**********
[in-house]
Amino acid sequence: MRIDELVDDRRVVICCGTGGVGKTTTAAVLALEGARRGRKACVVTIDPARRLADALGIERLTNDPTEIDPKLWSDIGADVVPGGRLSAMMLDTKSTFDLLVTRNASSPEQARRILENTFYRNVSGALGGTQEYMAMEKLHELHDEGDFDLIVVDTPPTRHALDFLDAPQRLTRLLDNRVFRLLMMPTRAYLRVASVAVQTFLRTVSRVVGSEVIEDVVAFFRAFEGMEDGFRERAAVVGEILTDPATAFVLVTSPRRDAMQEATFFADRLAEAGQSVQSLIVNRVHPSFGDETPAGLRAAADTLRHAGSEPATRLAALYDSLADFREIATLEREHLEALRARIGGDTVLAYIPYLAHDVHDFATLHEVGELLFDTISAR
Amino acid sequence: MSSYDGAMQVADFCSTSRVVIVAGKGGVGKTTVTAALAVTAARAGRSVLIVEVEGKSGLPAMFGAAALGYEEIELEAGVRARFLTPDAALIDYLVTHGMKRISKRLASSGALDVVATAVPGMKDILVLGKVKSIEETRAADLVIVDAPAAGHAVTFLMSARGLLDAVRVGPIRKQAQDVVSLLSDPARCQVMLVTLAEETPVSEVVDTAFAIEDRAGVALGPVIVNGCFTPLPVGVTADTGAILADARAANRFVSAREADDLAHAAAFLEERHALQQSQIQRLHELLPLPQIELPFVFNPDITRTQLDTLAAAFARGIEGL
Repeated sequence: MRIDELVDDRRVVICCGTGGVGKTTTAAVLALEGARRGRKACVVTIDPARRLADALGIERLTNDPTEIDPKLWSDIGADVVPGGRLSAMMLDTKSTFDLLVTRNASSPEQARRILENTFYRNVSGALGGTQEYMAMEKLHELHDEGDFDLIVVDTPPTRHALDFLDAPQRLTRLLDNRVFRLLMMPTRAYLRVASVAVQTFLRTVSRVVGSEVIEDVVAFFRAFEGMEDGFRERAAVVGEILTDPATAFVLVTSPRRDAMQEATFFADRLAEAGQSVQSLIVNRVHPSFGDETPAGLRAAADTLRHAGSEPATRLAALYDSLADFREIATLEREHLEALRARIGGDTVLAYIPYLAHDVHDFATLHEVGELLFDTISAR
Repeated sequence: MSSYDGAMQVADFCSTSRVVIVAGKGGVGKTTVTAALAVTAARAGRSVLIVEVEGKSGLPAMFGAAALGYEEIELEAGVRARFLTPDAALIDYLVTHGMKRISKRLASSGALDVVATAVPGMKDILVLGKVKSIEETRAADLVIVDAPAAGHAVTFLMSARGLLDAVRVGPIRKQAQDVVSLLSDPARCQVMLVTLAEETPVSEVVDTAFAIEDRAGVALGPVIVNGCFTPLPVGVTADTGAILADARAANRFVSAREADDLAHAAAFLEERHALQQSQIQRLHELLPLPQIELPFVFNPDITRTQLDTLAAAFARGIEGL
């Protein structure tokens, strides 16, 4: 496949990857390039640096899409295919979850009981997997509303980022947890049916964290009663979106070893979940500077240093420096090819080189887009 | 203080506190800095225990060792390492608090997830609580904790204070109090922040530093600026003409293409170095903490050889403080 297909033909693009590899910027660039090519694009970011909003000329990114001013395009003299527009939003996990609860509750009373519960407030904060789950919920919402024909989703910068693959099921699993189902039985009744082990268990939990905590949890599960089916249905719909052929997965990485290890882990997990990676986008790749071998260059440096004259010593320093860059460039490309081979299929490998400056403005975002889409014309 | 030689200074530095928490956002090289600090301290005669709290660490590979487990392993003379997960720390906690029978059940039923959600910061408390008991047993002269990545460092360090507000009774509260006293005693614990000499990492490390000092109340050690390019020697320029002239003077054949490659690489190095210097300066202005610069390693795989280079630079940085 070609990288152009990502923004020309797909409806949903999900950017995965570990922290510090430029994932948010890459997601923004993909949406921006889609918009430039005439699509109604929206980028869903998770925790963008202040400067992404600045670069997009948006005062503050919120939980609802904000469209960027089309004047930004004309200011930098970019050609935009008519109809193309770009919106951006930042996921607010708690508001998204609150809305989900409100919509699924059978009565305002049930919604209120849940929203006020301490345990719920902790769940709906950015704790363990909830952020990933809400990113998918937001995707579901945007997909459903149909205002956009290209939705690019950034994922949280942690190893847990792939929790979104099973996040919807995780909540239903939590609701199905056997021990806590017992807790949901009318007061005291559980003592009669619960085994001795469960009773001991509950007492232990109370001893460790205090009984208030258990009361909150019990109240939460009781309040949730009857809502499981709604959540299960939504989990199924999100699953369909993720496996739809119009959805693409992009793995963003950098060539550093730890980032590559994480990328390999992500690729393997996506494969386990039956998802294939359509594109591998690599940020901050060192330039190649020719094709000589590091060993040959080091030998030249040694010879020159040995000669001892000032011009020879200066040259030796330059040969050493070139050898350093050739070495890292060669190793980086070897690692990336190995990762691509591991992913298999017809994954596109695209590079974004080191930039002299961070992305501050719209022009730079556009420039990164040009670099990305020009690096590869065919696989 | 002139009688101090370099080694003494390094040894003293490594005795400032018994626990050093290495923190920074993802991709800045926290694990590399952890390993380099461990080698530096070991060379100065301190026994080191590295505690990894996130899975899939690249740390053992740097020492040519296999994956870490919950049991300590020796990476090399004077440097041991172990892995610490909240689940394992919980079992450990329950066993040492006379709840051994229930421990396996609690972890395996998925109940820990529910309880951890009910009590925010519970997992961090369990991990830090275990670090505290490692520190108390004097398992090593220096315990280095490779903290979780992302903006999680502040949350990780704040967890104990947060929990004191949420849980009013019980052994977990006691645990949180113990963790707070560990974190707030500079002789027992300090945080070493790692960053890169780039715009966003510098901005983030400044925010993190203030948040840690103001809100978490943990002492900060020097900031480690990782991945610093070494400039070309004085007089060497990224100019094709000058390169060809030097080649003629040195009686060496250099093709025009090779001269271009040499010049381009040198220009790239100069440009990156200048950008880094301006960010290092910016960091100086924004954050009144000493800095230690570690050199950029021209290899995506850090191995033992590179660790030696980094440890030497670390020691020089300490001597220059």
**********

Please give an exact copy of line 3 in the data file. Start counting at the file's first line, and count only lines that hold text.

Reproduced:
Amino acid sequence: MSSYDGAMQVADFCSTSRVVIVAGKGGVGKTTVTAALAVTAARAGRSVLIVEVEGKSGLPAMFGAAALGYEEIELEAGVRARFLTPDAALIDYLVTHGMKRISKRLASSGALDVVATAVPGMKDILVLGKVKSIEETRAADLVIVDAPAAGHAVTFLMSARGLLDAVRVGPIRKQAQDVVSLLSDPARCQVMLVTLAEETPVSEVVDTAFAIEDRAGVALGPVIVNGCFTPLPVGVTADTGAILADARAANRFVSAREADDLAHAAAFLEERHALQQSQIQRLHELLPLPQIELPFVFNPDITRTQLDTLAAAFARGIEGL